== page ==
U.S.-China Trade War: JP Morgan Commentary Calls Trump Tweets 'Completely Fabricated' As Stocks Plummet

The Dow plunged Tuesday as trade negotiations between President Donald Trump and Chinese President Xi Jinping appeared to stall.

Trump said on Twitter Monday that he had negotiated a temporary tariff ceasefire with China and that a permanent deal was forthcoming, but official comments from the White House and from Beijing contradicted, or at least tempered, the president's announcement.

"It doesn't seem like anything was actually agreed to at the dinner and White House officials are contorting themselves into pretzels to reconcile Trump's tweets (which seem if not completely fabricated then grossly exaggerated) with reality," traders from JP Morgan wrote in their desk commentary Tuesday.

Late Monday, the U.S. Treasury yield curve inverted, typically a sign that the economy will weaken. By market close Tuesday, the Dow had plummeted nearly 800 points.

us china trade war, trump tweets, stocks
US President Donald Trump and China's President Xi Jinping along with members of their delegations, hold a dinner meeting at the end of the G20 Leaders' Summit in Buenos Aires, on December 01, 2018. SAUL LOEB/AFP/Getty Images

President Trump and Xi Jinping met over dinner at the G20 Summit in Argentina to discuss their trade standoff, after which the president tweeted positive news. Trump indicated that China was willing to cut tariffs on cars coming from the U.S., but China did not respond to the claim and Trump's top economic adviser, Larry Kudlow, said Monday that these were not deals set in stone.

"I'll call them 'commitments' at this point, which are—commitments are not necessarily a trade deal," Kudlow told the press.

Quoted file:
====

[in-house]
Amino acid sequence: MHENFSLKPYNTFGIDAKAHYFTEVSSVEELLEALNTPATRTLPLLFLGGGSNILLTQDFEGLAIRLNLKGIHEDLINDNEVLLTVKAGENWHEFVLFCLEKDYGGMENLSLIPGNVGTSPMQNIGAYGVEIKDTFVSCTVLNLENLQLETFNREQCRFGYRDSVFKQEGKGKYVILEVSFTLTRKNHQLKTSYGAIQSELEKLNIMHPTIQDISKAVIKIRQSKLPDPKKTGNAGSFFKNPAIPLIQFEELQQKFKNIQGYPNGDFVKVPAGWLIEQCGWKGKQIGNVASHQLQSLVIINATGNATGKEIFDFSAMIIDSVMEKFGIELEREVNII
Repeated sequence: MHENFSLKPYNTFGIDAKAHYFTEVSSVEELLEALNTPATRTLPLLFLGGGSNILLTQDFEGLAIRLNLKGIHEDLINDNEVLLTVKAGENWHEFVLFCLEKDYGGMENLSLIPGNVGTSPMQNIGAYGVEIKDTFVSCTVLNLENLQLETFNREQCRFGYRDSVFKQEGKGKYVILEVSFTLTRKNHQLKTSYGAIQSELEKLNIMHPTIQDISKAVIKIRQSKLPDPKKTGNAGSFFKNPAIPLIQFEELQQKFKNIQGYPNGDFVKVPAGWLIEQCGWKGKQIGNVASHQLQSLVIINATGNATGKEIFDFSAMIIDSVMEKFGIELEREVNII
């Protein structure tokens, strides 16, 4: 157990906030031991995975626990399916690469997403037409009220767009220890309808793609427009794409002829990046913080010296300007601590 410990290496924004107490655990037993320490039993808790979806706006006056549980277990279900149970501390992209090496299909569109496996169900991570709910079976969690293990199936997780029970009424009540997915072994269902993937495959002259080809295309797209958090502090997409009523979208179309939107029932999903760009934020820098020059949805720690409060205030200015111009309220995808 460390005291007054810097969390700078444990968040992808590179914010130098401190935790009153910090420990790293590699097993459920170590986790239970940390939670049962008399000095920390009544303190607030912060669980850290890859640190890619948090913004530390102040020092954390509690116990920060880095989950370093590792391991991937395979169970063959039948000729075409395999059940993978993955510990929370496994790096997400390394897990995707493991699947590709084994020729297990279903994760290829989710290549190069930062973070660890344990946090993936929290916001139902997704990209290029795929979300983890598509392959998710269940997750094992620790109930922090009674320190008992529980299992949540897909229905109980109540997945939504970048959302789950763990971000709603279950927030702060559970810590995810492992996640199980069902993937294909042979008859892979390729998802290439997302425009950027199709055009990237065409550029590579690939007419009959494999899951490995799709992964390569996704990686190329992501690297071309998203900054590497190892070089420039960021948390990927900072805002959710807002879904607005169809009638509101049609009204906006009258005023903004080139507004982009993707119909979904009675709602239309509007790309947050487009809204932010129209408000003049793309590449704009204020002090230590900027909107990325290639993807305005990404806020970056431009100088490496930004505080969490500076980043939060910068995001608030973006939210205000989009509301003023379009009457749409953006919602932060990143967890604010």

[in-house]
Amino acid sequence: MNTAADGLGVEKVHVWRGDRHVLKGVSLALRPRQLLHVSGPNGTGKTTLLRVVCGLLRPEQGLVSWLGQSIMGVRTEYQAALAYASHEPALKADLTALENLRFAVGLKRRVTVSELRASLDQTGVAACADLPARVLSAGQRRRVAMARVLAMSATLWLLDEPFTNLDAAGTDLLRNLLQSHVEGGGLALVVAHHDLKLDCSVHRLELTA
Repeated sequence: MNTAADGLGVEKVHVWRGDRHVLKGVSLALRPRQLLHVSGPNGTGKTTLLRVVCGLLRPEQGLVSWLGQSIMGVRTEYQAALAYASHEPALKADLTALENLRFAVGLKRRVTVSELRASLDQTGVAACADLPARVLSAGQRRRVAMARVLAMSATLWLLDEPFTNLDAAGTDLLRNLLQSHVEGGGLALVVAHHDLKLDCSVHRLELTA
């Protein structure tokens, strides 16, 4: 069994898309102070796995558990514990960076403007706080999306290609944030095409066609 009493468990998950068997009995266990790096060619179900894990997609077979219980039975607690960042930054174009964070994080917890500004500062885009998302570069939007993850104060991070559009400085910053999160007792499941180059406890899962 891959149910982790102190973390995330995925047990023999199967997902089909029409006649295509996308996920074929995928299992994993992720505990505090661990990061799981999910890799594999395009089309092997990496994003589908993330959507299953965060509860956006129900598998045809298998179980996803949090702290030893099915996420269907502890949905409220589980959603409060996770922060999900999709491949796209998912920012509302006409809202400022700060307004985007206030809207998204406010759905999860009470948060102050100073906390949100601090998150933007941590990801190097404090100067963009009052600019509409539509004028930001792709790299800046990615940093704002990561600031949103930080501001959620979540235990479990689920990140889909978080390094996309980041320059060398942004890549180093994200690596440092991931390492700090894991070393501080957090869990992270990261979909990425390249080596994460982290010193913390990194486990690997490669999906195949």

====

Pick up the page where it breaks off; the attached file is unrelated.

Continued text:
Treasury Secretary Steven Mnuchin also exercised caution. "I think there is a specific understanding that we are now going to turn the agreement the two presidents had into a real agreement in the next 90 days," he told reporters. "I'm taking President Xi at his word, at his commitment to President Trump. But they have to deliver on this."

Stocks, which temporarily rallied on Monday after Trump's tweets, fell once more after the White House and China walked back his enthusiasm.

The president also returned to threatening China with higher tariffs.

"I am a Tariff Man. When people or countries come in to raid the great wealth of our Nation, I want them to pay for the privilege of doing so. It will always be the best way to max out our economic power. We are right now taking in $billions in Tariffs. MAKE AMERICA RICH AGAIN," Trump tweeted Tuesday morning.

"People are still very concerned about the trade war," Dan Suzuki, portfolio strategist at Richard Bernstein Advisors told CNN Tuesday. "Financial markets are increasingly showing signs of fear of a recession."

The United States and China have been engaged in a long trade war. The Trump administration has added tariffs on to $250 billion of Chinese imports and Beijing has retaliated with $110 billion in new tariffs on U.S. goods.